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I guess the last bit of Trains 8 and 28 should be shown as blue before Spokane but otherwise those trips are scheduled between 5:00am and 11:00pm, right?
Trains 28 and 8 arrive in Spokane at 12:17 am and 12:37 am respectively. Yes, the last bit should be blue.

This is interesting to me because I was specifically searching for point-to-point ridership figures for Seattle to Spokane, which I think are fairly high despite its being a dead-of-night trip.

When I first saw this map, my thought was, "They copied the map from Trains magazine." Obviously, somebody got paid to do a new map.

What other aspects of this report are just slightly incorrect? I just looked at ONE set of information, and it was wrong.
 
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Trains 28 and 8 arrive in Spokane at 12:17 am and 12:37 am respectively. Yes, the last bit should be blue.
I think the idea is plausible ons and offs for daytime running hours and same day trips. Seattle (which boards 4:30 PM) to Spokane arriving at 12:37 AM is still a plausible trip given it’s between decent sized metropolitan area and is kind of the logical cutoff point on that portion of the route. I think it just barely meets the standard. I would suspect all those cutoff spots are stations. I don’t think an automatic cutoff at 11 PM to scientifically show which route portions are between those hours is really the point - it’s to show plausible day time trips on the current routes. I don’t think it is at all a mistake or oversight.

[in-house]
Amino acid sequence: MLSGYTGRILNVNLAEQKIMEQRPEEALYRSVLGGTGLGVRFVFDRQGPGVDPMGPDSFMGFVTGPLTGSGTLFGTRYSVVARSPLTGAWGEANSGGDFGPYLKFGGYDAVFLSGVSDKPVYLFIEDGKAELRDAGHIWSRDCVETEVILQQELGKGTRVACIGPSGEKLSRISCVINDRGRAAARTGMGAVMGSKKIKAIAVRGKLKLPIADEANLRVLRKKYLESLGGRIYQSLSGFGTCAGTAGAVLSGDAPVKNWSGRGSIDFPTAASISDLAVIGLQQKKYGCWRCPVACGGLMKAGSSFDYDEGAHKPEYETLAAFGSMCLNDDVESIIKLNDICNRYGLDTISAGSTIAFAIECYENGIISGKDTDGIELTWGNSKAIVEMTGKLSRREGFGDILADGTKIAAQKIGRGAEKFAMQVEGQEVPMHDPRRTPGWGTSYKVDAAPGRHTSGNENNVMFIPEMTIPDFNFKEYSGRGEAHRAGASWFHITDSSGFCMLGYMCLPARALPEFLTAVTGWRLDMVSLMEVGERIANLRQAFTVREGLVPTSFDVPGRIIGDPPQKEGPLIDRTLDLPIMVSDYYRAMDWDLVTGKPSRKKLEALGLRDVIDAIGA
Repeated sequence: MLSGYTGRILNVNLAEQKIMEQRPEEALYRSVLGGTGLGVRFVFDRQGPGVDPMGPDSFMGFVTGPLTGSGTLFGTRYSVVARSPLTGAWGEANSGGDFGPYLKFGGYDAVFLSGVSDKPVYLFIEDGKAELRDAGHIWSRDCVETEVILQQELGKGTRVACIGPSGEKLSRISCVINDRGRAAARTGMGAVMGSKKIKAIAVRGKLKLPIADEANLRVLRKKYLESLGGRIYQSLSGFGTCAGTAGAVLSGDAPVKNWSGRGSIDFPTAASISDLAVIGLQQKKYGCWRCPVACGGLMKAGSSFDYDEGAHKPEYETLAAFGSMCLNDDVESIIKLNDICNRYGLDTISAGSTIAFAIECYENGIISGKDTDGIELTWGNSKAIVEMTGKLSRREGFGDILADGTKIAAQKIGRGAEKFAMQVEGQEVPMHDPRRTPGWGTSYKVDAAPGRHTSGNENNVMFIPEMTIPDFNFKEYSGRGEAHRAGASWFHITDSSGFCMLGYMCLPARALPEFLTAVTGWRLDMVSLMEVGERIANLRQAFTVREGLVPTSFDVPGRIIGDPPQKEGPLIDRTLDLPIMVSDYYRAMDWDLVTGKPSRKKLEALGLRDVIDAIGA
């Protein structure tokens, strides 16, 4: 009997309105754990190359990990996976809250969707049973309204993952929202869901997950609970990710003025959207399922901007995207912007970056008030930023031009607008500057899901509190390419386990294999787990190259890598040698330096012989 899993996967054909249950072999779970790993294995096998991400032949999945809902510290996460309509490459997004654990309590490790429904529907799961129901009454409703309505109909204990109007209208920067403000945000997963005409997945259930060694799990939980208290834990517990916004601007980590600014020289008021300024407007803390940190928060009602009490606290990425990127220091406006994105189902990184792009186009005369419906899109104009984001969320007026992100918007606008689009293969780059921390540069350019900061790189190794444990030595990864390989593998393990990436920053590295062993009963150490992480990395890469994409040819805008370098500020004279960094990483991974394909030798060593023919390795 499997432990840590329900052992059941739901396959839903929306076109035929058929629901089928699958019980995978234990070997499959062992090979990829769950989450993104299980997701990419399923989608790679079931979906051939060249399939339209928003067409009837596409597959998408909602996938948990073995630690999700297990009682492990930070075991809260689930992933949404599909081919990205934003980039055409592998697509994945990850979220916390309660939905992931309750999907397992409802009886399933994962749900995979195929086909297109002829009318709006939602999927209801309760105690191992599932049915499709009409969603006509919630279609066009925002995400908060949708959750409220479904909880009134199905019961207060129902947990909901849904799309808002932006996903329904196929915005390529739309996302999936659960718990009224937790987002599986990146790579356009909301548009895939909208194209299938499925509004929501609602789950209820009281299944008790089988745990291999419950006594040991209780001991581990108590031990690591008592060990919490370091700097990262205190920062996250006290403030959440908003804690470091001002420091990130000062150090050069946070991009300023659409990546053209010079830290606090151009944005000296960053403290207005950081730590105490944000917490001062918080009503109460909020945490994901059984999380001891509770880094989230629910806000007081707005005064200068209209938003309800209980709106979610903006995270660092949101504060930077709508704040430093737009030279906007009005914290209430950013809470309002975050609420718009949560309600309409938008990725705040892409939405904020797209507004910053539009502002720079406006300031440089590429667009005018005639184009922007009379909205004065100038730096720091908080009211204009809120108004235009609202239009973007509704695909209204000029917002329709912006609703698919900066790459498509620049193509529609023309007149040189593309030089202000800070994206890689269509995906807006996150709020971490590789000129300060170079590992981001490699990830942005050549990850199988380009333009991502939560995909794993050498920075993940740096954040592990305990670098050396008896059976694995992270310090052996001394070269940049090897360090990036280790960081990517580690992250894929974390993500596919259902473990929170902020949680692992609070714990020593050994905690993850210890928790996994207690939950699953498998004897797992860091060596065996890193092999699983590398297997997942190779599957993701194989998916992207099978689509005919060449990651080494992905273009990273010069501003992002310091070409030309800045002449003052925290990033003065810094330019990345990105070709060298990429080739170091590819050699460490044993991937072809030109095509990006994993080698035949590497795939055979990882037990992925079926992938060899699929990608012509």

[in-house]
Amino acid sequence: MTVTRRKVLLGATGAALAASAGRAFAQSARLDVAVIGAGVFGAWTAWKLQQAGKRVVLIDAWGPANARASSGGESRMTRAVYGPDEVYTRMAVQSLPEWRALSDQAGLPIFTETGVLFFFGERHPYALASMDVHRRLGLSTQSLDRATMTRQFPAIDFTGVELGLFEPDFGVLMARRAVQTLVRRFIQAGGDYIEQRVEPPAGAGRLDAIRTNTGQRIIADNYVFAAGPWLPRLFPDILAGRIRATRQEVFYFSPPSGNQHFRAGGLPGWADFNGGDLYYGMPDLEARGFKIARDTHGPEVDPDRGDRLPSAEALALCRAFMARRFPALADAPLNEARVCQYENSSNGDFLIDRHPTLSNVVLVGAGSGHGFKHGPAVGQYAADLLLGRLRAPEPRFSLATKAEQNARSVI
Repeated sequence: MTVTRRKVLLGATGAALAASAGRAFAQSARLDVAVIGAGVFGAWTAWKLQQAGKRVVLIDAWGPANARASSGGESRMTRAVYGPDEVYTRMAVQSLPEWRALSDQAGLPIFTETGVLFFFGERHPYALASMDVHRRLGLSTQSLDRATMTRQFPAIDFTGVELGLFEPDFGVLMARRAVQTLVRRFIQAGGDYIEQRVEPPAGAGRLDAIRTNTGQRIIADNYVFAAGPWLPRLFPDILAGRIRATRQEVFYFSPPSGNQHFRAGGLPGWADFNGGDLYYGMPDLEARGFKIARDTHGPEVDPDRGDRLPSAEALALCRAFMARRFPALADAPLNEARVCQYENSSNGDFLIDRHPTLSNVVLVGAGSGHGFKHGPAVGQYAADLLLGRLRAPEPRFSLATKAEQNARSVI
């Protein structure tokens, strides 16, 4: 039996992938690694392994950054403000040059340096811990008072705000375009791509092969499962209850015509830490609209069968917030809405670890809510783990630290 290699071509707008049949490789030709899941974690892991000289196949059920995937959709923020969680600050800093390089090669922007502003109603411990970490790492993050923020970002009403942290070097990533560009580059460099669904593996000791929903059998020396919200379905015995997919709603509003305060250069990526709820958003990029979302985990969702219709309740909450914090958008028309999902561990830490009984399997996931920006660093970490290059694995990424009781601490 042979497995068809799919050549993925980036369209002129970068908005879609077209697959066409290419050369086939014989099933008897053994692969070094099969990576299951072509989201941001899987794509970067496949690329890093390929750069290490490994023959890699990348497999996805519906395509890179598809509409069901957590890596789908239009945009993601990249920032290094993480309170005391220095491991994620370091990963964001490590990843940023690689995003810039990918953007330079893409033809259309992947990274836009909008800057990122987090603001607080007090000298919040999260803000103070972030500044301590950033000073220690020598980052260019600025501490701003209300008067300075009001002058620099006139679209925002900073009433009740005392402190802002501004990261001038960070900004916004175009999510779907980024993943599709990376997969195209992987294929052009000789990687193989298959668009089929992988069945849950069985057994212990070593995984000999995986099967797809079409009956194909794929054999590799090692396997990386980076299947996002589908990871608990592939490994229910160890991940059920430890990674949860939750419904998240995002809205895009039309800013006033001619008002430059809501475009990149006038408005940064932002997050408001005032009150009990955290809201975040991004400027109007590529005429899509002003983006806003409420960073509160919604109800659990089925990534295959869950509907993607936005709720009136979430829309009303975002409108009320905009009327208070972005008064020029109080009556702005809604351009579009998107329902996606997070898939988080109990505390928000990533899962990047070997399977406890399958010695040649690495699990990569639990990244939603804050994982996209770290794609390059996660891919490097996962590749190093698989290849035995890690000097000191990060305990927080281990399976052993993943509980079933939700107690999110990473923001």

I even question the definition of 11 pm to 5 am as "nighttime." Are we only allowed six hours of sleep now? Average night length globally is twelve hours. 11 pm is about the latest I like to be getting home; I'd really prefer my train got into the station a while before then. With the Empire Builder's 12:37 am arrival in Spokane, riders don't get home until 1 or even 2--if the train is on time. Yet some bureaucrat wants to pass this off as a daytime arrival?
 
I found the Southeast materials very interesting. I was surprised that Orlando is a major transfer point. Where are all these people transferring to? Surely there can't be that many people transferring between the SM & the Tampa bus.
An interesting daya point given to me was that it is faster to got to Tampa from anywhere North of Savannah on the Meteor route. Maybe there are enough people taking advantage of that.